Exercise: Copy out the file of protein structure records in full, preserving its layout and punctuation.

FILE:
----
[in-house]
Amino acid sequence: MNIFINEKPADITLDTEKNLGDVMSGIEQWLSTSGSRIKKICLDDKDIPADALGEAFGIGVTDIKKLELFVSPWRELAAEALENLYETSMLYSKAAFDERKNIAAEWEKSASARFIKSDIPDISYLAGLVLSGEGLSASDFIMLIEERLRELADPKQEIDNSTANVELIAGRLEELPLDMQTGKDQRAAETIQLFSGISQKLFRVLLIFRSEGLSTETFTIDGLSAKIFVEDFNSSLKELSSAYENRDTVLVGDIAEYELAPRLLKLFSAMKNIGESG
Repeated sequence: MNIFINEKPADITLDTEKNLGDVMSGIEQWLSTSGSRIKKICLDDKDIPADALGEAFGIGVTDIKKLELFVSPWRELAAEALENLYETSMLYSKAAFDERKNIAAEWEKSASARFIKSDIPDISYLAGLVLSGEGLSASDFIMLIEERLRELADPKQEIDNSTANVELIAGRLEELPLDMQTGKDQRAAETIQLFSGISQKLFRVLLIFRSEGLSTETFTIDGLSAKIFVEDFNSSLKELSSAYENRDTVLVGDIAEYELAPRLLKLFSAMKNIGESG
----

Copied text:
[in-house]
Amino acid sequence: MNIFINEKPADITLDTEKNLGDVMSGIEQWLSTSGSRIKKICLDDKDIPADALGEAFGIGVTDIKKLELFVSPWRELAAEALENLYETSMLYSKAAFDERKNIAAEWEKSASARFIKSDIPDISYLAGLVLSGEGLSASDFIMLIEERLRELADPKQEIDNSTANVELIAGRLEELPLDMQTGKDQRAAETIQLFSGISQKLFRVLLIFRSEGLSTETFTIDGLSAKIFVEDFNSSLKELSSAYENRDTVLVGDIAEYELAPRLLKLFSAMKNIGESG
Repeated sequence: MNIFINEKPADITLDTEKNLGDVMSGIEQWLSTSGSRIKKICLDDKDIPADALGEAFGIGVTDIKKLELFVSPWRELAAEALENLYETSMLYSKAAFDERKNIAAEWEKSASARFIKSDIPDISYLAGLVLSGEGLSASDFIMLIEERLRELADPKQEIDNSTANVELIAGRLEELPLDMQTGKDQRAAETIQLFSGISQKLFRVLLIFRSEGLSTETFTIDGLSAKIFVEDFNSSLKELSSAYENRDTVLVGDIAEYELAPRLLKLFSAMKNIGESG